Chief of unification think tank stresses importance of two-track strategy
South Korea must pursue a safe, gradual reunification with North Korea in a process where the reclusive regime will feel enough time and room for change, the new chief of Seoul’s state-run think tank on unification said.
“As a regime of many contradictions, North Korea will collapse some day. What we must do is to make the utmost effort in having the regime come down slowly, rather than suddenly,” Kim Tae-woo, president of the Korea Institute for National Unification told The Korea Herald.
“The North Korean leadership will not adapt to any changes should it feel threatened or rushed in any way.”
The appointment of Kim, who formerly served as vice chief of Seoul’s institute for defense analyses, came amid persisting tensions on the divided peninsula after Pyongyang conducted two deadly naval attacks against Seoul last year.
As government-level dialogue remained suspended for months between the two rivals, some soft-liners here raised doubts about a right wing defense and nuclear weapons expert leading the institute designed to prepare for a peaceful reunification with the North.
Kim, who officially took office on Aug. 7, downplayed such concerns, stressing the need of for a two-track approach to North Korea.
“While we must never give up cooperating with the North as a unification partner, we must also maintain full alert against its military threats,” said Kim
“Unification and defense have never been two separate issues.”
Kim also emphasized the importance of separating nuclear talks from inter-Korean dialogue.
The chief nuclear envoys of the two Koreas held a second round of talks in Beijing this week, continuing efforts to bridge differences over how to resume the suspended regional nuclear disarmament talks.
Partners of the six-nation denuclearization talks have been making efforts to persuade Pyongyang to take the necessary steps before resuming the long-stalled negotiations. The talks, involving the two Koreas, the U.S., China, Japan and Russia, have been stalled since the end of 2008.
Although North Korea has promised a moratorium on nuclear testing and missile launches, one of the main conditions the partners have been demanding, Washington wants the communist state to address concerns about its uranium enrichment program.
“While we are obviously the key partner in nuclear talks, this is an international issue that goes far beyond the two Koreas. Our demand on North Korea is not so important here as it should be in the inter-Korean dialogue,” Kim said.
Kim Tae-woo, president of the Korea Institute for National Unification, speaks in a recent interview with The Korea Herald at his office in Seoul. (Ahn hoon/The Korea Herald)
Kim, however, warned of rash optimism over the six-party denuclearization talks.
“Too much optimism will lead to disappointment,” he said. “We must think of the six-party dialogue as a weak, light method to keep in check North Korea.”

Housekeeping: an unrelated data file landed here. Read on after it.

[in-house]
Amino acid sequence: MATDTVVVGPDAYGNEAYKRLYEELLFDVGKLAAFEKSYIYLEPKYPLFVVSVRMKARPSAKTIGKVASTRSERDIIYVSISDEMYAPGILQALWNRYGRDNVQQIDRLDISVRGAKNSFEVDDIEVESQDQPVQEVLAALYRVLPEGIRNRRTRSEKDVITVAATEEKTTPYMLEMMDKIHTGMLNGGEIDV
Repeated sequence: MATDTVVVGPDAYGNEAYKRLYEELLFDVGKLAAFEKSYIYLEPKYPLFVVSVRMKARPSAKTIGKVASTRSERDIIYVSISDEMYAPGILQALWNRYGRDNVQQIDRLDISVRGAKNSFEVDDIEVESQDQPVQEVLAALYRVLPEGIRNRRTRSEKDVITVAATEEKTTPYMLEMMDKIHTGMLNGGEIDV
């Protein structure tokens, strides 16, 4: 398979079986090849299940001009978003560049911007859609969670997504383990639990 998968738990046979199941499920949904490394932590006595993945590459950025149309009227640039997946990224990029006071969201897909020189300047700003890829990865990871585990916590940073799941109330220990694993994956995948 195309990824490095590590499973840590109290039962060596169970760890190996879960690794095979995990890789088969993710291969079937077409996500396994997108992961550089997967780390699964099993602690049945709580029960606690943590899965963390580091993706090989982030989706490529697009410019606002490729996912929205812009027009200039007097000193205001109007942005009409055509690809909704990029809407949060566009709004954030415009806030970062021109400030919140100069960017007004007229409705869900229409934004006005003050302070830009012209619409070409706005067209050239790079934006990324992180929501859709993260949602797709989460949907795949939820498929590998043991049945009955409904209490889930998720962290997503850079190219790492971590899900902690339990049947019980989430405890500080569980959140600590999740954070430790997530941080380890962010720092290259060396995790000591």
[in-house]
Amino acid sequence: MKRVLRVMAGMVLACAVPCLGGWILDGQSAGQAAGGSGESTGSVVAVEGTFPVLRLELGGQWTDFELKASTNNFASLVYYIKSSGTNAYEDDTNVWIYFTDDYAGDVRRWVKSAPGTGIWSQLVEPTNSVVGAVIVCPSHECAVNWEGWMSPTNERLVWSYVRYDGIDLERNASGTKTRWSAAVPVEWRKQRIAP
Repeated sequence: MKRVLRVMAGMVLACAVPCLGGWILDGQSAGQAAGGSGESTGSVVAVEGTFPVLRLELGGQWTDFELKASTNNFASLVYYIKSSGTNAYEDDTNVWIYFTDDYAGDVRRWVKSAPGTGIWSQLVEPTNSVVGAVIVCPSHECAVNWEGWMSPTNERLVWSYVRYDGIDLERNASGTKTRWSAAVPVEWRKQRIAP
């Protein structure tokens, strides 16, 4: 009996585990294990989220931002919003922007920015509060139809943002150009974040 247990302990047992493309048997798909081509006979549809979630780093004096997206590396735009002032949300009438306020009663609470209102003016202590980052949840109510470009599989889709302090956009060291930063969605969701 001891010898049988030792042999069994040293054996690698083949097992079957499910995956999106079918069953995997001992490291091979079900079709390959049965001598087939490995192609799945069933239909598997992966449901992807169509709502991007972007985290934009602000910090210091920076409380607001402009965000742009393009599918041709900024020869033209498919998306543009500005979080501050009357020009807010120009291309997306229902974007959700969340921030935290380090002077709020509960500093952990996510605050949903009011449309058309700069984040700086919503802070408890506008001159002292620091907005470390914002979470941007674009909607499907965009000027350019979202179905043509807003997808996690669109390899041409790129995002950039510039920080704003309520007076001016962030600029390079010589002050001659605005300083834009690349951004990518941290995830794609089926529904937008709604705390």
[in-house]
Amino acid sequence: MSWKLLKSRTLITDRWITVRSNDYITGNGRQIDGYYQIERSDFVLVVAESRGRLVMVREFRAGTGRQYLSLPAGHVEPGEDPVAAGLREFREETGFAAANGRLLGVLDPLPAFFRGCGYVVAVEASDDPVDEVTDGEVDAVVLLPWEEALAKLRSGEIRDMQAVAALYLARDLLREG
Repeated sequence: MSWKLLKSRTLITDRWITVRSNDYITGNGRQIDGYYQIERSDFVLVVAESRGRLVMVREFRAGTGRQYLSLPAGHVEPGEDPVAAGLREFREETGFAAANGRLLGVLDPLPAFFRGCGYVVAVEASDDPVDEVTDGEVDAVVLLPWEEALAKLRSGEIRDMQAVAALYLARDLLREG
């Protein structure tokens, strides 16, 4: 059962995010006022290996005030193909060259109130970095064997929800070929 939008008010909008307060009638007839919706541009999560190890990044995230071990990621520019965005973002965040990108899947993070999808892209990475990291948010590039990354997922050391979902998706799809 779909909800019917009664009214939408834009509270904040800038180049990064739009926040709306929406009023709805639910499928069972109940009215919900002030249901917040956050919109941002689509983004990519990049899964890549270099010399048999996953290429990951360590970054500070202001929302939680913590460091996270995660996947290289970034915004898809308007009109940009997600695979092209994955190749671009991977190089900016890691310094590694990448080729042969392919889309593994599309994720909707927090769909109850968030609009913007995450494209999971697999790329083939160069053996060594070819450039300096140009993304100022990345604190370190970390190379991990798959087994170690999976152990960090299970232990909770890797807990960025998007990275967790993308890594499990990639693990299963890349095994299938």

“The North Korean regime itself is a dilemma. It cannot give up its nuclear weapons without giving up the whole regime. Therefore, the six-party talks will not suddenly lead to a miraculous process,” Kim added.
Kim, who will hold the post through August 2014, said he wanted to help the government exercise more flexibility in holding dialogue and making up with Pyongyang.
“It is important for us to maintain a stable posture on the basic terms North Korea must meet in order to talk to us. At the same time, there’s more room for flexibility in the fields of scholastic exchanges, cross-border tours and so on,” he said.
Kim also said the current South Korean administration was not so “hard line” on North Korea as long as the communist neighbor complies with the basic conditions.
“We want to see progress in denuclearization, have the safety of our people in North Korea guaranteed, stick to global standards in economic exchanges and have North Korea transparently disclose how donated food is distributed among its people. When these conditions are fulfilled, the government is willing to give even more than its predecessors,” he said.
Kim also expressed his ambition to expand research and discussions about reunification strategies, costs and preparations for post-reunification.
“The society has long considered reunification strategy as a taboo subject, but it is time for us to open up about this issue,” he said. “I believe a gradual mutual assimilation of the two Koreas is the best way and hope to promote this method.”
The chief of unification institute emphasized that the reunification of the two Koreas has a value that “goes far beyond money and convenience.”
“Think about it this way: seven decades of division is only a brief, temporary situation when seen from the perspective of the Korean Peninsula’s long history as one nation. What more reason do we need in reunifying?”
By Shin Hae-in (firstname.lastname@example.org